With the cold, rain and blustery weather attacking the UK at present, why not warm your cockles this January with this soup-er recipe from Sweden, where they know a lot more about food perfect for dealing with arctic weather.

Healthy, warming and finished off with Sweden’s King of Cheeses Västerbottensost which is now available in Waitrose priced at around £4.60 for 200g, this dish can’t fail to banish the January blues.

Roasted Red Pepper Soup with Grilled Prawns

Serves 4


4 red peppers

5 unpeeled garlic cloves

Rapeseed oil

1 chicken stock cube

500ml/18 fl oz water

Juice and rind of 1 lemon

1/2 tsp salt

2 pinches pepper

50 g/2 oz dark rye bread

12 cooked king prawns

7 tbsp grated Västerbottensost

Flat leaf parsley, chopped

4 wooden skewers


Preheat the oven to 225°C/425°F/Gas 7.

De-seed the peppers. Arrange peppers and whole garlic cloves on a baking tray. Drizzle a little oil over and roast in the oven approx. 20 minutes. Remove and allow to cool.

Bring water and stock cube to the boil.

Peel the peppers and garlic cloves and place in a food processor with stock and lemon juice.

Blend to a smooth soup; if necessary, add more water to improve consistency. Season with salt and pepper.

Crumble the bread and fry in a little oil in a frying pan on medium heat. Fry the king prawns in a hot frying pan approx. 1 minute and thread three onto each skewer.

Mix cheese, bread croutons, grated lemon rind and parsley.

Reheat the soup if necessary and pour into four bowls. Serve with a king prawn skewer and the cheese mixture.


Scope, the disability charity has launched Mindful Monsters a set of activity cards, which gives parents a new and exciting way to help their little ones develop important life skills through exploring mindfulness, while spending quality time together. The cards are quick and easy activities parents and children can do anywhere.

Research shows mindfulness in families has many benefits such as resilience, improved focus, better understanding of emotions, a sense of calm and more positive thinking.

We took a look at the cards which are colourful and fun. Themes covered included positivity, concentration, creativity and relaxation.The activities are really easy to understand and quick to do without any complicated instruction

We are busy juggling family life, business, work, education and hobbies. We do not have time to do a PHD in mindfulness but we do have time to pick up a fun card, read simple guidelines and have a go.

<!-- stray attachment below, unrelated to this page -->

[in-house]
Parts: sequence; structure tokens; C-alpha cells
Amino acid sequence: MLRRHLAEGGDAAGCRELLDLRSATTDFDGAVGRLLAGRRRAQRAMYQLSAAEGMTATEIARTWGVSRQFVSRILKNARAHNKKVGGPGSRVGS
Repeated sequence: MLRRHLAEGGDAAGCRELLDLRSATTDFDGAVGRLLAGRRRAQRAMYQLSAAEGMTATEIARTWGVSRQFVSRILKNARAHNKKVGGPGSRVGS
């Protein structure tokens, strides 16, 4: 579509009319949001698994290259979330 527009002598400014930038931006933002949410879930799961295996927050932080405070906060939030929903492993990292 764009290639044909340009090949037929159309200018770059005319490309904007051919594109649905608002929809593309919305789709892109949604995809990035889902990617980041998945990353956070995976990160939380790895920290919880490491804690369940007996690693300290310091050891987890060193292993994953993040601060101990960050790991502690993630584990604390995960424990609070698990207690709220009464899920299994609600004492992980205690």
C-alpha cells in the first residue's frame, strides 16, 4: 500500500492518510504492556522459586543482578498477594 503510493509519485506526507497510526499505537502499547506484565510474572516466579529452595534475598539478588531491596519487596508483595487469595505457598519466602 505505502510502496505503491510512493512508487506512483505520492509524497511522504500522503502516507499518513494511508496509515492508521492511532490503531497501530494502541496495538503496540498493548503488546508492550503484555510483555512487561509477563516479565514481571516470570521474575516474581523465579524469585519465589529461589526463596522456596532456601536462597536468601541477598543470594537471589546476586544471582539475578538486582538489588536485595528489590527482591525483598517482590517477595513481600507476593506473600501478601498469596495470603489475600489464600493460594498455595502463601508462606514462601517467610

The children aged 11 and 13 were both interested so I think I might even try them out on my 16 year old in the hope mindfulness might help him with exam stress.

Mindful Monsters – the video

What are the things girls need most?

The book title “10 Things Girls Need Most” grabbed my attention straightaway. As soon as I gave birth to my daughterI felt overwhelmed at how I was going to teach her what she needed most to be a strong girl and woman. Regular readers will know how it distresses me how girls and women still don’t get a fair deal in society so I wanted my own daughter to be well-equipped growing up.

Things Girls Need Most

An accessible read

Steve Biddlulph’s book looks big but is just over 200 pages long and with lots of picture pages. Why does that matter? I am mum who juggles business, work, education and more. I need to know that I can actually find the time to read any book and one this size is great as it is not like “War and Peace” and it is broken down into manageable chunks.

I checked the contents page of 10 things girls need most and was surprised to see that chapter 8 is called “Backbone” I remember my late mum telling me that she had brought me up to have this as she felt it was what every daughter needed. I resisted the temptation to read that chapter first!

I decided to go down the traditional route and start at the beginning of the book but admit to picking the book up at random moments in my day and grasping wise advice from different chapters.

Reflecting on our female journeys

The book starts by looking at the different stages of childhood and what the main developments are for each stage if all goes according to plan. You are asked to look at your own daughter but also at yourself as a child. I found this quite poignant remembering being adopted and also my Mum becoming mentally and physically ill when I was a tween. It started to make sense why I have struggled with insecurity all my life. I also saw gaps where things went awry in my daughter’s life as I struggled with post-natal depression. I  am not sure quite how he pulls it off but the author picks you up emotionally really quickly showing how simple tools can repair the gaps and build a more positive future. My husband would not normally want to participate in the challenges in this type of book but he too found it helpful to reflect on his own childhood and how that impacts on his parenting style.